Canadian Company Is Using Hemp to Build Affordable Housing in Colorado
Although most of America's new hemp industry is focused on producing CBD and other cannabinoids, some companies are still using this remarkable plant for more traditional uses.
Published on August 30, 2021

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A Canadian hemp company just bought nearly 1,000 acres of land in Colorado as part of a new plan to showcase how hemp can be used to help build affordable housing. 

This spring, Vancouver-based Global Hemp Group (GHG) purchased more than 200 acres of land outside of the town of Hayden, Colorado, to provide a home for its new Colorado Hemp Agro-Industrial Zone project. And this month, the company announced that it was under contract to purchase an additional 664 acres in order to expand the project, bringing the total to 874 acres.

The new project aims to develop affordable, eco-friendly housing using hempcrete - a durable, lightweight, sustainable alternative to traditional concrete that is made from natural hemp plants. The company will first use the land to grow a sufficiently large amount of industrial hemp, which will then be processed into hempcrete. Then, the company will use these sustainable materials to build a 44-acre development of affordable homes.

“The project will leverage the existing water rights and infrastructure to turn 'dry land' farming acreage into irrigated land with valuable water rights that can subsequently be used to develop 'affordable housing' and high value agricultural crops such as industrial hemp,” the company explains. “GHG’s vision is to take the hemp grown onsite and convert as much of the conventional building materials used at the project into sustainable, hemp-based building materials for use in the housing development.”

The new housing development is located just south of Hayden, but still falls within the town's jurisdiction. The development is intended to serve as a showcase displaying the viability and sustainability of hemp-based construction, but the new project will also create additional local jobs. Hayden Town Manager Matt Mendisco said that he welcomes the new development and believes it will fit in with the town's history of agriculture.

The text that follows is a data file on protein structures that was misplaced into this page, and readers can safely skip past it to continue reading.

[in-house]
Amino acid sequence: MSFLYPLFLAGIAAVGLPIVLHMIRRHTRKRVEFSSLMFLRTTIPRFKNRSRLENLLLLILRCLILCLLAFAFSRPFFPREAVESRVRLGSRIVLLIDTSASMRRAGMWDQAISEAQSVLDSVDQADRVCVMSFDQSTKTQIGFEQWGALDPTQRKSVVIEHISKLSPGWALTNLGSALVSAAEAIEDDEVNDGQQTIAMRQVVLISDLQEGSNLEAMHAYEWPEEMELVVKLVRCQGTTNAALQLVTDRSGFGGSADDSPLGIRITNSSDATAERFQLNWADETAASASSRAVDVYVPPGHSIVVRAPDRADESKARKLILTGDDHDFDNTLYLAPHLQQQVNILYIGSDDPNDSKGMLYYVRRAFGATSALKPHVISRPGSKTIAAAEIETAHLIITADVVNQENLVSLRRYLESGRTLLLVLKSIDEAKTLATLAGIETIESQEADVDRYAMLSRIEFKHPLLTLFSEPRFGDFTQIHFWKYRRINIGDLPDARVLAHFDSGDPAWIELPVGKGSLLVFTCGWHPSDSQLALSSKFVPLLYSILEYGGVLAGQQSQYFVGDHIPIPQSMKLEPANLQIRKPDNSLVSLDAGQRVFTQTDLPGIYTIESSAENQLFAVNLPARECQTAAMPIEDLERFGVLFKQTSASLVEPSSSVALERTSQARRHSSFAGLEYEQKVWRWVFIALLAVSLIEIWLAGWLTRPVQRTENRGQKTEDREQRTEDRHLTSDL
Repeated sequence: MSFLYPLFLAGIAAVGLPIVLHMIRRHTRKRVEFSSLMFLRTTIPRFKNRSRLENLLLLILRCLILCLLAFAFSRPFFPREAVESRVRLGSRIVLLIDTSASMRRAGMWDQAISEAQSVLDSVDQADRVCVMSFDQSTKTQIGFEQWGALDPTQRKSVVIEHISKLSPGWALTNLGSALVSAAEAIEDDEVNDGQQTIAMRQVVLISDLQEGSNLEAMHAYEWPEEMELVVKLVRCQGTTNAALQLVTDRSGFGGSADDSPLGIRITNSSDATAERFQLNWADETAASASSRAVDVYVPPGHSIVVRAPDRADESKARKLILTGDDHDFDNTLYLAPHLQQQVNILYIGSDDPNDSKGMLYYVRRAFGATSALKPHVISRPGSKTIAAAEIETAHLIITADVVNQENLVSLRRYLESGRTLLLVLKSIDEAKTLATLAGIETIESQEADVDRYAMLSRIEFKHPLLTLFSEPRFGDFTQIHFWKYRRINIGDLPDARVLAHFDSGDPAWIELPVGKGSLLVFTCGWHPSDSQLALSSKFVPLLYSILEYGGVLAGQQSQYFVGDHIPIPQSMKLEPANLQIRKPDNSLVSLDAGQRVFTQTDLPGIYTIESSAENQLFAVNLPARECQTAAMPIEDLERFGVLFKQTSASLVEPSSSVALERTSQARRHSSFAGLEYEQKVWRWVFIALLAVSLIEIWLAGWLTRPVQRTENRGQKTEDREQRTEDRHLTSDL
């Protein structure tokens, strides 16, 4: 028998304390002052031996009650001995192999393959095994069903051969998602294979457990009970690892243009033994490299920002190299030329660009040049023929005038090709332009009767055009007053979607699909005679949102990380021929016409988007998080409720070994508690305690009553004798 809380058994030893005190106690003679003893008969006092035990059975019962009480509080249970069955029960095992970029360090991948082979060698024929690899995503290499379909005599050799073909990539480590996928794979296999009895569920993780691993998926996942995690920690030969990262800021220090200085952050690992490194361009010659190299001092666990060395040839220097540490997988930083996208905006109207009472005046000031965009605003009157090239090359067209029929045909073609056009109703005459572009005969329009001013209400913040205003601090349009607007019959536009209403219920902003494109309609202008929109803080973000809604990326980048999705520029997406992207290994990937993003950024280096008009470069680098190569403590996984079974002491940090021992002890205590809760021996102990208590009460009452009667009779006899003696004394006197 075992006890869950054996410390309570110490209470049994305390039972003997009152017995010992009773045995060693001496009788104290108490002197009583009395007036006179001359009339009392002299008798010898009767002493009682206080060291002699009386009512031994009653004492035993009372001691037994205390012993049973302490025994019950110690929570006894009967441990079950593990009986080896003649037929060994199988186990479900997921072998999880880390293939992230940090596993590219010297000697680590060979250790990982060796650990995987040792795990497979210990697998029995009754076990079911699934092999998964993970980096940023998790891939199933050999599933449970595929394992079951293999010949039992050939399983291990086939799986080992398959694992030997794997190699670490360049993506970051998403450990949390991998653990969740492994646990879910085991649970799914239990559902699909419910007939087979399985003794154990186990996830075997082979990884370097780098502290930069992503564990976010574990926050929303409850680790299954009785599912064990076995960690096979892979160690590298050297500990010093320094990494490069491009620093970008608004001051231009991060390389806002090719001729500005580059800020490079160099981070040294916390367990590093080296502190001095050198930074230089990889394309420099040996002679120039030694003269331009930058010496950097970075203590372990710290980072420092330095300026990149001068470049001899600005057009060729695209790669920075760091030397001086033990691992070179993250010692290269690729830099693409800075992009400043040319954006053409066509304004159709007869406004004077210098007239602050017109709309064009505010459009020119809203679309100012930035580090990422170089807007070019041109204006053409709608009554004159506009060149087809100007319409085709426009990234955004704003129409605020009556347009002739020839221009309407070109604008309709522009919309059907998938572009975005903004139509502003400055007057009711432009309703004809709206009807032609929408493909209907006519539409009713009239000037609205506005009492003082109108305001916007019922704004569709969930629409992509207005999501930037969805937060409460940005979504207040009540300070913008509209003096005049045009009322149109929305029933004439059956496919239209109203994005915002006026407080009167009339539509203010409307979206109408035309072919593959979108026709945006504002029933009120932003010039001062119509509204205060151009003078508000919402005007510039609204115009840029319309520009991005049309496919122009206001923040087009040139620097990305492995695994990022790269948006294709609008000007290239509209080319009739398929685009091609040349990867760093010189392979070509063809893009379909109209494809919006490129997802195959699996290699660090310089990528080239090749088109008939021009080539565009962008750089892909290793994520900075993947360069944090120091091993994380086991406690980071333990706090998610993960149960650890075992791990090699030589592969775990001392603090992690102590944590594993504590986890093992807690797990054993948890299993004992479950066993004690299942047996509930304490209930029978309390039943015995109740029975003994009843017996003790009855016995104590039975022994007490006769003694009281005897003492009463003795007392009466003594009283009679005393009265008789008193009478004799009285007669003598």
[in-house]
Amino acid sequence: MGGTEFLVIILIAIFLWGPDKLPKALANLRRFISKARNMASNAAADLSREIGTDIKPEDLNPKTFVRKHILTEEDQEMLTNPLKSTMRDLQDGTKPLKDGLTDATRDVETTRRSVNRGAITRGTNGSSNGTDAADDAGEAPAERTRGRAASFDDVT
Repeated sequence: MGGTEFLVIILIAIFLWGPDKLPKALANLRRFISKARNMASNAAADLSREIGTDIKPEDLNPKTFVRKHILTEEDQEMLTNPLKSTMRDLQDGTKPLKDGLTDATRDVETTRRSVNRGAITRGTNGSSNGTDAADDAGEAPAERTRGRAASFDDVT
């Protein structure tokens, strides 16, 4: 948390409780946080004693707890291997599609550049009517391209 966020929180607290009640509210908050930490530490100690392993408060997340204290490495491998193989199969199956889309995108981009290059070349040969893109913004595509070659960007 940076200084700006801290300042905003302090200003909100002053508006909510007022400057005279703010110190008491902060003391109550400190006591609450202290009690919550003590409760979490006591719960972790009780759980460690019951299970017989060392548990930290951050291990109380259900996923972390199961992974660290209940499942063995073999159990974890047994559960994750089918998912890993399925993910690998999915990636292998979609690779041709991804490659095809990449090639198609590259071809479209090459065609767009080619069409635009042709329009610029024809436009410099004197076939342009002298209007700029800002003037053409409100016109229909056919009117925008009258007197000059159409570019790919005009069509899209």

“It is not farming wheat or raising cattle, but it is still agriculture,” he told Craig Daily Press. “I think, done right and partnered with the community correctly, they could be very successful, and that could provide a lot of jobs.” Mendisco acknowledged that residents might be concerned about a foreign company buying up so much local land, but noted that the town has already established a plan that is “really, really clear about how that area is to develop.”

Although most of the new legal hemp businesses breaking ground all across the US are using their crops to extract CBD and other cannabinoids, GHG and other companies are exploring more traditional uses for hemp. Earlier this year, a Washington state-based company snagged a $100,000 grant from the US Environmental Protection Agency (EPA) to help fund the development of sustainable hempcrete bricks

Other companies have also focused their research on using hemp to create eco-friendly, renewable bioplastics, which can be used to make sustainable packaging for legal weed, filaments for 3D printers, toothbrushes, and more. And in Italy, farmers have discovered that hemp plants can clean and restore contaminated land by absorbing heavy metals and other toxins out of the soil and converting them into harmless substances.

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Chris Moore
Chris Moore is a New York-based writer who has written for Mass Appeal while also mixing records and producing electronic music.
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